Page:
Rule 10: Make sure your body language, facial expressions, eye movements, tone of voice, and words match the point you’re trying to get across. Most of communication is non-verbal.

Rule 11: Don’t use industry-speak, jargon, acronyms, or words the other person is not familiar with.

Rule 12: Speak intelligently about your product or service. If you don’t know the answer to a question, be honest, and then follow up with an answer as quickly as possible.

Rule 13: Deliver important communication in person and don’t delegate it.

Rule 14: Document communication when necessary.

Rule 15: Be scripted and know exactly what to say in each and every prospect and client situation. Role play and practice your scripts constantly with others and yourself.

Rule 16: In most cases too much communication is better than not enough.

Rule 17: Don’t wait to communicate. When there is a potential issue, the more time passes, the worse the situation usually gets.

Rule 18: Always follow an e-mail with a phone call or text message (whichever medium the person prefers) and sometimes a physical mailing. You can’t assume they saw your e-mail.

Rule 19: Communicate based upon facts, not assumptions. Clear up assumptions by asking questions. An e-mail in all capital letters may mean it’s easier to proof-read e-mails before they go out, not that the person is mad at you.

Rule 20: Communicate based upon facts, not opinions. “It’s cold in the room”, is an opinion. “It’s 65 degrees”, is a fact in that it can be proven to be either true or false. When people start to argue opinions such as religion and politics as facts, that’s when we end up in wars. When someone says, “I can’t sell in my territory because of our pricing structure.” The first question to ask is, “Is that a fact or an opinion?”

Rule 21: No negative talk. Prospects don’t want to hear about bad traffic or the latest bad news on the radio. Keep prospect and customer interactions positive and upbeat. People like to do business with positive people.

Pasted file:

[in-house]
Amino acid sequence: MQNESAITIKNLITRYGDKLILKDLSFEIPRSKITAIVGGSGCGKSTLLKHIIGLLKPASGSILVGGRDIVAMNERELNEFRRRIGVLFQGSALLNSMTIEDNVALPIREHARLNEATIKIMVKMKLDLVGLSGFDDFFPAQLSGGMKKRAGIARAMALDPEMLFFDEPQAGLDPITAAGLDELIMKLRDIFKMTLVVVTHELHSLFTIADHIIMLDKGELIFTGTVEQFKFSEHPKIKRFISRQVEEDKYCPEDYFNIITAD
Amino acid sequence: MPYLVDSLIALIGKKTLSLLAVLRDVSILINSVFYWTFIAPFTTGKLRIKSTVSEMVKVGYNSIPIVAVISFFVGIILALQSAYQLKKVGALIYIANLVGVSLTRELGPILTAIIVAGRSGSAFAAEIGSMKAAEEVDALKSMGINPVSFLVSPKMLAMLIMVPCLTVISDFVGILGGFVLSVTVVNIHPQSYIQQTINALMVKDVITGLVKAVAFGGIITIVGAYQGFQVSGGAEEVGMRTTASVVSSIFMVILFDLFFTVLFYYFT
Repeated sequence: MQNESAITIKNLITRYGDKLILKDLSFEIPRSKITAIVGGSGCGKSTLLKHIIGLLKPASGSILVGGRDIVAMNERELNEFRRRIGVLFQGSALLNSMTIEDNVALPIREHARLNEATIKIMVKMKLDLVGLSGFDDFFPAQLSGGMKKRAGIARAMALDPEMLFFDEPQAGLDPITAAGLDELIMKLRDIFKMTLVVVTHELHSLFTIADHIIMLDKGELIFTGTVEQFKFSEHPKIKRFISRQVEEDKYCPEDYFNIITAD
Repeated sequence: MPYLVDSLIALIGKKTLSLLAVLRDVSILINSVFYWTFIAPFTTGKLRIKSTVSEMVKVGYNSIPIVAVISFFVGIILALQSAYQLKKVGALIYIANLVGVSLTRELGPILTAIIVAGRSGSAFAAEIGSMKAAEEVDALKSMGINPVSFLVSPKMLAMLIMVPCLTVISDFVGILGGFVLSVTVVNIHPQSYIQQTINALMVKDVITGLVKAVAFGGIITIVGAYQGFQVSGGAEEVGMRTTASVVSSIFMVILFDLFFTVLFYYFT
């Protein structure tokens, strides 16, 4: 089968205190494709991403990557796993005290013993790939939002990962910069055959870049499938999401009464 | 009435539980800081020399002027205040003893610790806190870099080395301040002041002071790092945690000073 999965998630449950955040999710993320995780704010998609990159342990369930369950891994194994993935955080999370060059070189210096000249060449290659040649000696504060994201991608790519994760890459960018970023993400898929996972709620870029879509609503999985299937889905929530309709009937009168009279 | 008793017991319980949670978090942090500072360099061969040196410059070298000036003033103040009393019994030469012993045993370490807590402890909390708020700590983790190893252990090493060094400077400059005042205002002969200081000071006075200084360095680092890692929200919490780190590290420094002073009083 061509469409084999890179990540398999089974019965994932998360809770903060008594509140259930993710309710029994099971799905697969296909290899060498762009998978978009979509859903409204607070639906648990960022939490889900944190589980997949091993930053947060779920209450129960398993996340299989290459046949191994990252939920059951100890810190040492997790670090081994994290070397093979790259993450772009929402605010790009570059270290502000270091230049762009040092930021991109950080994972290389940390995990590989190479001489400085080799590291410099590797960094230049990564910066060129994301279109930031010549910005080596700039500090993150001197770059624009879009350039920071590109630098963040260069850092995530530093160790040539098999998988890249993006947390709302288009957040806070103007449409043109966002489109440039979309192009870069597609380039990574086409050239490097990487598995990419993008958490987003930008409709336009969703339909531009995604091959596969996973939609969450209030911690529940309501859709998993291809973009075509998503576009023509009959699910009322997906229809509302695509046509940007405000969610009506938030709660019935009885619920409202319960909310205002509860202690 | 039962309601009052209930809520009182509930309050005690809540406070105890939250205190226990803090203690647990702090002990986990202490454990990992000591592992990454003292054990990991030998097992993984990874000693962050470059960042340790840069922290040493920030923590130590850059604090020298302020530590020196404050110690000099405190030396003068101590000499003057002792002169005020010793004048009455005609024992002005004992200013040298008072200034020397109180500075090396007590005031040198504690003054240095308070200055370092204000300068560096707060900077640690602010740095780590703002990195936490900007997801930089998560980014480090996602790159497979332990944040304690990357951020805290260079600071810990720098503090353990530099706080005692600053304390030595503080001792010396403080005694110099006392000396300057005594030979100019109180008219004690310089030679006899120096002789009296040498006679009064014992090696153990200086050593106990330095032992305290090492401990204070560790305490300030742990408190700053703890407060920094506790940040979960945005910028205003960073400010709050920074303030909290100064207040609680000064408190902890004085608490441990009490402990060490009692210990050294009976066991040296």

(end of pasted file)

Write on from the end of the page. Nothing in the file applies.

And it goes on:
John Chapin is a motivational sales speaker and trainer. For his free newsletter, or to have him speak at your next event, go to: www.completeselling.com  John has over 29 years of sales experience as a number one sales rep and is the author of the 2010 sales book of the year: Sales Encyclopedia. You can reprint provided you keep contact information in place. E-mail: johnchapin@completeselling.com.

In theory sales is pretty simple: communicate the right way with the right people, and you’ll make sales. It’s in practice that most people complicate the issue. So how do you keep it simple? Assuming you’re selling something where someone has to deal with you for any length of time, in other words, you’re not […]

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The Next Economic Crisis will Eliminate 85% of Salespeople

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I have a prediction, and I’m pretty good at predictions, from American Pharoah to the Cubs, so here’s my latest: only the top 15% of salespeople will survive the next economic upheaval. Whether it’s a significant stock market correction, a tragic world event, or another financial crisis similar to that of 2008, the next calamity that shakes the economy and causes U.S. companies to tighten their belts once again, will leave 85% of salespeople in its wake. If you’re in the 15%, that’s great news, if you’re in the 85%, it’s a warning and hopefully a wake-up call.

Here’s the logic behind the prediction: The biggest issue I see in the workplace is a lack of accountability. This has been true for decades when it comes to sales teams, Realtors, financial planners, insurance agents, and anyone else whose primary role is to bring dollars into an organization. Many organizations let mediocre and poor salespeople continue to stay on the payroll and take more money out than they bring in while also causing negativity, problems, headaches, and morale issues across the organization. The next economic correction will leave companies unable to continue to support this dead weight. The correction will force them to be hyper sensitive to where they are spending money along with the ROI on that money and, just as with a ship about to go down in a storm, anything not vital to operating or keeping it afloat, will be jettisoned overboard. Couple this with the fact that technology is already rendering mediocre and poor salespeople obsolete and you have a perfect storm which will eliminate most salespeople.